Sometimes, facts rub people the wrong way. But that doesn't make them untrue. From genetics to psychology to economics to statistics, there are plenty of politically incorrect facts that many of us don't know -- and, in some cases, have even been made to believe the opposite.
But facts matter. Science matters. Research matters. History matters. And that is why I wanted to dive into some politically incorrect facts. Consider yourself warned.
1. Money makes people — and countries — happier.
There’s a common belief in popular psychology that, beyond a certain income level, money doesn’t make us happier. This myth exists because of bad statistics. Of course if you look at raises in income by an amount, rather than a percent, it doesn't make people happier. It's called “diminishing returns.”
There's a lot you can buy with $22,000 that you couldn't buy with $20,000. But what can you buy with $102,000 that you couldn't buy with $100,000?
Now, what can you buy with $120,000 that you couldn't buy with $100,000?
In other words, if you look at increases as a percent, rather than an amount, the data tells a very different story. As I wrote in "The Great Affluence Fallacy" is a Great Big Lie:
Wherever you live in the world, rich people are happier than poor people.
Countries with higher GDPs are much happier than countries with lower ones:
Rich countries are happier than poor countries… in roughly equal measure to rich people being happier than poor people within a society.
I know these graphs are a lot to look at. If you need help interpreting them, read the full article, or check out The New Stylized Facts about Income and Subjective Well-Being, by Sacks, Stevenson and Wolfers, 2012.
2. Tall people make more money -- and Each Inch of Your Height is Worth $789 Per Year.
Sometimes, beauty standards are cultural -- for example, men's facial hair is considered attractive in some cultures, but ugly in others.
Sometimes, beauty standards are universal -- for example, the ideal waist:hip ratio in women seems to be 0.7 in every culture psychologists have studied, regardless of the women's BMI. Which makes sense. This ratio is determined by sex hormones, and the women who are the most fertile tend to have a waist that is about 70% as wide as their hips.
Or, for another example: there is no culture, anywhere, where old women are considered more attractive than young women. This also makes sense. Men who were attracted to old women didn't have as many babies, giving men with a preference for younger, more fertile women a significant evolutionary advantage.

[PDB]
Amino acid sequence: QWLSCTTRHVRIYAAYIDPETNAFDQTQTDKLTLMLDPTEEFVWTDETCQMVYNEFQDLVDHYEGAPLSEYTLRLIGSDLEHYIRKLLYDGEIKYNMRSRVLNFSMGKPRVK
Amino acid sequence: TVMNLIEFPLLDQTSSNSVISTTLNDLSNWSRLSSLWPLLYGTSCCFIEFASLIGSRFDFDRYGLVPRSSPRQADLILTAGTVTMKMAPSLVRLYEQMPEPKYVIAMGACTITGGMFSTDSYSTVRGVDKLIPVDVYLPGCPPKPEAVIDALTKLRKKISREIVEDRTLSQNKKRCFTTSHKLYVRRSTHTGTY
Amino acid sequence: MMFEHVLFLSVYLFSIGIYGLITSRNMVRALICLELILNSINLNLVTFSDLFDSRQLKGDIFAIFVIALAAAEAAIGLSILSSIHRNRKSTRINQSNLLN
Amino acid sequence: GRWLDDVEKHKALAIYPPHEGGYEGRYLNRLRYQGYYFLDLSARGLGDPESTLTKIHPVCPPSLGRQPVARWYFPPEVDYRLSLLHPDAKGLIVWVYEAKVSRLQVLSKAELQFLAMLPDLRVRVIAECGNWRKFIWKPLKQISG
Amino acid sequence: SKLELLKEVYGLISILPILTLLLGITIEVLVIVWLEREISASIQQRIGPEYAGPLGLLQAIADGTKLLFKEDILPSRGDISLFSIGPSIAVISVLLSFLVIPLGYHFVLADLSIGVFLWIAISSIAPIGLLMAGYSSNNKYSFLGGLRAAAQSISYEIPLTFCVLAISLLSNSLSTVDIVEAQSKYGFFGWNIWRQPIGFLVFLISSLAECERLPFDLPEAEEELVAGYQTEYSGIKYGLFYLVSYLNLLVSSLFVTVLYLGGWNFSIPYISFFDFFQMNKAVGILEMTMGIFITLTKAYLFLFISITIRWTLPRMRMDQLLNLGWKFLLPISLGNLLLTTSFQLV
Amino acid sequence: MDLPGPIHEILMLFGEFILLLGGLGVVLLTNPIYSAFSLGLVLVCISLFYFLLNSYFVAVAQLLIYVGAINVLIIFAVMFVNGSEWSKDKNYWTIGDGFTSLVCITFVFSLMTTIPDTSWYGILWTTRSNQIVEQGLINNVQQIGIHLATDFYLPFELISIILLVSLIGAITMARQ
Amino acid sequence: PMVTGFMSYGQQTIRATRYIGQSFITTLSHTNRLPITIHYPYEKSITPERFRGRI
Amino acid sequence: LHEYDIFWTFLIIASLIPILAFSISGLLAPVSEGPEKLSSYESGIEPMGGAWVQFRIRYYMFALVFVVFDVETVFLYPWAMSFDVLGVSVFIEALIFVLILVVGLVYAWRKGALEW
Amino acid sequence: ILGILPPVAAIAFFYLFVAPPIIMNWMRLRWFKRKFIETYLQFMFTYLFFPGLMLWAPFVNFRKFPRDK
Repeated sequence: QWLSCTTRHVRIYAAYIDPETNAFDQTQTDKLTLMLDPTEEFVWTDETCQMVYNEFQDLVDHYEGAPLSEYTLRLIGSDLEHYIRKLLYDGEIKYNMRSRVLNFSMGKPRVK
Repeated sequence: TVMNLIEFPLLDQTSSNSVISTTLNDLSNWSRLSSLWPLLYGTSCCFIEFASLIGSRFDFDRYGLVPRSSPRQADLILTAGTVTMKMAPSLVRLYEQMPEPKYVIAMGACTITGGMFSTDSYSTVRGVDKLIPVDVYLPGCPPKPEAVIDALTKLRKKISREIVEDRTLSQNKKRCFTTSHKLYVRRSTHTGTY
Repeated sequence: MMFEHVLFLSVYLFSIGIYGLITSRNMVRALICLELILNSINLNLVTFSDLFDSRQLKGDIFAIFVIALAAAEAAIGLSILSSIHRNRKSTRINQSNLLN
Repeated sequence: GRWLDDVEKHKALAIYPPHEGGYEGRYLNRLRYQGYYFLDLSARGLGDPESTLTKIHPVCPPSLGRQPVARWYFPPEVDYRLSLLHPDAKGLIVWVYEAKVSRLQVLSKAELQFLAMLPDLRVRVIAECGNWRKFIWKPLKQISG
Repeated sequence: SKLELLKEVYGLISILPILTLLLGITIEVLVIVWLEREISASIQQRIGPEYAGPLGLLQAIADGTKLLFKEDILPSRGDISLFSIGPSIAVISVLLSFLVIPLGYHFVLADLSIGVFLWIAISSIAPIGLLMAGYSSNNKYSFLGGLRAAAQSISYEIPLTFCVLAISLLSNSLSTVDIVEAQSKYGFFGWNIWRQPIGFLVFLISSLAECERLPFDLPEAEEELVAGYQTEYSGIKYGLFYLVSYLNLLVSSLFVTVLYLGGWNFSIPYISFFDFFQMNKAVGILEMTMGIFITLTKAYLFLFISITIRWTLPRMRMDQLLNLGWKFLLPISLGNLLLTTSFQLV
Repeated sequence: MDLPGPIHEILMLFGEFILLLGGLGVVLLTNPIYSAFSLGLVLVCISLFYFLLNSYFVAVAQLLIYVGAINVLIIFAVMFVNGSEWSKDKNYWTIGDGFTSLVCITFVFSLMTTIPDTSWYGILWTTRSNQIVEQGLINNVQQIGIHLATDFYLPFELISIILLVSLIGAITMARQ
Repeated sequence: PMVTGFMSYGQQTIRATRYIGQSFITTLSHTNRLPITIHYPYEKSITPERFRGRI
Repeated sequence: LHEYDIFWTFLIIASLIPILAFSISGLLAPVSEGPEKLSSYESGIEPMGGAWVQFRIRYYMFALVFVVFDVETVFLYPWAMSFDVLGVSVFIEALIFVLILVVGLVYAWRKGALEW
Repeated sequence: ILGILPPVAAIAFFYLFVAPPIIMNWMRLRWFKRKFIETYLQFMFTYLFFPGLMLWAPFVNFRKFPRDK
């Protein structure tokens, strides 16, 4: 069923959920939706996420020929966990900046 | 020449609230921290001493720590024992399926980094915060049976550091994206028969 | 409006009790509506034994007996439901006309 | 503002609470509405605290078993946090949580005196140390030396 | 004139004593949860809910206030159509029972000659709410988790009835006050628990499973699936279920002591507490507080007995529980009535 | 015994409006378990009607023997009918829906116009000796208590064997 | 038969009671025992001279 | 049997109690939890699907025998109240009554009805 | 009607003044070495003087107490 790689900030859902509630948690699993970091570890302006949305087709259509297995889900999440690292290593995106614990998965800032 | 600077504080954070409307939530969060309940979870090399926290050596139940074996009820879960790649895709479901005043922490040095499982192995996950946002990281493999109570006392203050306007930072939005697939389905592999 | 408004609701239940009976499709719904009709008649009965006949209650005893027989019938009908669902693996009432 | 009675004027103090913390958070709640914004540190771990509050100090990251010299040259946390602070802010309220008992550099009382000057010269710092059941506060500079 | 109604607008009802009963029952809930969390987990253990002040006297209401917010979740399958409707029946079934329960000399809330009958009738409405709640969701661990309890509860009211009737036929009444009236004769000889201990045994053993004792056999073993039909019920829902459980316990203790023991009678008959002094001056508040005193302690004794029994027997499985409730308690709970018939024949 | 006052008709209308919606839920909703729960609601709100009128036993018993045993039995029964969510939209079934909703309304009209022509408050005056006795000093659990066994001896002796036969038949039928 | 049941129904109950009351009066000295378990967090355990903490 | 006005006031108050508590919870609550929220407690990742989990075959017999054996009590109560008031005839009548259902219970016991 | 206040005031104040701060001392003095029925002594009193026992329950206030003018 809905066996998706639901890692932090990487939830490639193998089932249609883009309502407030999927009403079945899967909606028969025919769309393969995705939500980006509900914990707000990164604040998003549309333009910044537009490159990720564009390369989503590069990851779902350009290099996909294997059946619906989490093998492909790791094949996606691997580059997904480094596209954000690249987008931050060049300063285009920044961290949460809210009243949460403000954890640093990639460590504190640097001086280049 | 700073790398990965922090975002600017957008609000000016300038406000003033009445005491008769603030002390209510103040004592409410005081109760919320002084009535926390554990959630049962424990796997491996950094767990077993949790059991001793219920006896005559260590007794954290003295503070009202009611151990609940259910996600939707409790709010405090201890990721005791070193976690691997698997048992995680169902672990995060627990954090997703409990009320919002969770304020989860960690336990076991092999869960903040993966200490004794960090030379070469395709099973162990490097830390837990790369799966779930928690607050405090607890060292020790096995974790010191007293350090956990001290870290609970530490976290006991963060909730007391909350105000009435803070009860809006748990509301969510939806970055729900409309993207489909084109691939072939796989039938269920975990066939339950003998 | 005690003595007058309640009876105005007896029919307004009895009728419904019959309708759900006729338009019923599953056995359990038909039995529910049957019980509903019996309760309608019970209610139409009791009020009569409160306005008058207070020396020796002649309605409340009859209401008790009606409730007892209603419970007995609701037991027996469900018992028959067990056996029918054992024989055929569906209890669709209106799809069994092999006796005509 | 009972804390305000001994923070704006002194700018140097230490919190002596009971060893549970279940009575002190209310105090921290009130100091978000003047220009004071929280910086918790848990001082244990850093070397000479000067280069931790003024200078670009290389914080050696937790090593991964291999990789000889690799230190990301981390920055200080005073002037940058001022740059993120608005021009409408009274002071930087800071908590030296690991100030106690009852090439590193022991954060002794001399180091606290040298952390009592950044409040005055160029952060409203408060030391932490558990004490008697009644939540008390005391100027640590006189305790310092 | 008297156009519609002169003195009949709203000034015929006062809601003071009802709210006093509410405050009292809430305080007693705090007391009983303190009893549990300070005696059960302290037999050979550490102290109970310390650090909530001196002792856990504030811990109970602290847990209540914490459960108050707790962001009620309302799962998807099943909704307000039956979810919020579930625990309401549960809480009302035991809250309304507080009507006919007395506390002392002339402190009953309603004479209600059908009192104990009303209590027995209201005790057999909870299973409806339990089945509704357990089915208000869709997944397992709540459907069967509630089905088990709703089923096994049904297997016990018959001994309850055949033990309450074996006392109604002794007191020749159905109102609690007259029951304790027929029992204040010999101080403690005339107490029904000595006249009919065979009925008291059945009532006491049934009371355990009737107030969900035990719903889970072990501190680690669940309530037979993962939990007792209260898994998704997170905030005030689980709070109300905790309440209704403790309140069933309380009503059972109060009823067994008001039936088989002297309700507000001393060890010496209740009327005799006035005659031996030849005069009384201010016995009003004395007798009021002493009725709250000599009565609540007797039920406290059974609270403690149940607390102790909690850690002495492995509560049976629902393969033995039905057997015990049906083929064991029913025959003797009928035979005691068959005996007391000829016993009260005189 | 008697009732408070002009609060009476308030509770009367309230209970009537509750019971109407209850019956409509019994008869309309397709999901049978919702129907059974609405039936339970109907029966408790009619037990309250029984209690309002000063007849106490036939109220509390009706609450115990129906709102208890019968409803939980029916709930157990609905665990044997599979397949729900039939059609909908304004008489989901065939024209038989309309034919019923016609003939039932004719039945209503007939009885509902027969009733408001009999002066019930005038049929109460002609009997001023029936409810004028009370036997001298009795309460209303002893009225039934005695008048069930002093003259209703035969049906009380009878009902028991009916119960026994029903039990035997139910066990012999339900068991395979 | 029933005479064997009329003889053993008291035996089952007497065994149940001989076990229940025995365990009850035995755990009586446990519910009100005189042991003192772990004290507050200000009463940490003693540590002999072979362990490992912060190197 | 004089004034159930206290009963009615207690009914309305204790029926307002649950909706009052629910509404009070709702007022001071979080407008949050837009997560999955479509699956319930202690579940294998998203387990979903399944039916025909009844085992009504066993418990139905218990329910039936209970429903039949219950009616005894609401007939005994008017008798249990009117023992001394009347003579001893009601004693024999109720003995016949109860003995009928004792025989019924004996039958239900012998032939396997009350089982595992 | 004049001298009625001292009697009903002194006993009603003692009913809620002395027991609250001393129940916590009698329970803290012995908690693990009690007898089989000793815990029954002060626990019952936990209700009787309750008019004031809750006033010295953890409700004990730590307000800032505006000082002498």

Finally, there is no culture, anywhere, where short men are considered more attractive than tall men.
In fact, being tall is correlated with higher earning potential for both genders. A 2015 study by Andreas Schick and Richard H. Steckel found that people in the 75th percentile of height made 9-15% more than people in the 25th percentile.
Additionally, a 2004 study by psychologist Timothy A. Judge and Daniel M. Cable found that every inch of height amounts to a salary increase of about $789 per year (the study controlled for gender, weight and age). Meaning that, on average, someone who is 6'0 earns $5,525 more per year than someone who is 5'6. Which, compounded, adds up to hundreds of thousands of dollars over one's career.
The Returns on an Additional Inch, for Men. From The Financial Perks of Being Tall
Moreover, height seems to play a role in your likelihood to get promoted to leadership positions. As Malcolm Gladwell wrote in Blink: The Power of Thinking Without Thinking (a must-read for anyone who hasn't already read it):
“The heads of big companies are, as I’m sure comes as no surprise to anyone, overwhelmingly white men, which undoubtedly reflects some kind of implicit bias. But they are also virtually all tall: In my sample, I found that on average CEOs were just a shade under six feet. Given that the average American male is 5’9″ that means that CEOs, as a group, have about three inches on the rest of their sex. But this statistic actually understates matters. In the U.S. population, about 14.5 percent of all men are six feet or over. Among CEOs of Fortune 500 companies, that number is 58 percent. Even more strikingly, in the general American population, 3.9 percent of adult men are 6’2″ or taller. Among my CEO sample, 30 percent were 6’2″ or taller.” Read more >
Why might this be the case? Aside from physical attraction and perceptions of power, it could be related to the fact that:
3. Tall people are smarter than short people.
Several studies have shown a statistically significant positive correlation between height and intelligence in human populations. (See also: Wilson DM, Hammer LD, Duncan PM et al. Growth and intellectual development; Walker SP, Grantham-McGregor SM, Powell CA, Chang SM. Effects of growth restriction in early childhood on growth, IQ, and cognition at age 11 to 12 years and the benefits of nutritional supplementation and psychosocial stimulation; Tanner JM. Relation of body size, intelligence test scores and social circumstances; etc.)
Similar associations have been found in early and late childhood and adulthood in both developed and developing countries, even when controlling for socioeconomic status and parental education.
(This obviously doesn't mean that short people can't be smart.)
The reasons for this association are unclear, but possible explanations include:
It has also been suggested that large increases in height are associated with increases in brain size -- which may help explain the Flynn effect, or the fact that the average IQ seems to increase by three points per decade.
But worry not! There is hope for the vertically challenged!
4. Achievement isn't normal. It's log-normal.
Let me start by saying that, despite what my Halloween costume might have suggested, it is not a microaggression to say, "I believe that with hard work, anyone can succeed."
But... it might not be 100% correct, either.
See, many human traits, including height, are normally distributed.
Yet many objectively-measured human accomplishments -- number of papers published in academic journals; number of paintings hung in museums; number of citations your paper received -- are not normally distributed. Instead, most people are clustered on the left (lower end of achievement), with a long tail of high-achievers, who vastly outperform their peers, on the right.
Why? In order to be successful, it’s not enough just to be smart or just to have good communication skills or just to work hard. At the very least, you have to be above average at all of these traits.
Think of it like flipping a coin. The chance it will come up heads is 50%. The chance it will come up heads twice in a row is the product of 50% (odds of first flip being heads) X 50% (odds of second flip being heads), or 25%. The odds of it coming up heads three times in a row is 50%*50%*50%, or 12.5%.
This isn't a perfect analogy, since working hard, staying strong in the face of adversity, developing better communication skills, etc. aren't randomly assigned characteristics. They're decisions you make. Many of the skills you need, you can gain by having insight, creativity, or persistence -- and these are things you can learn.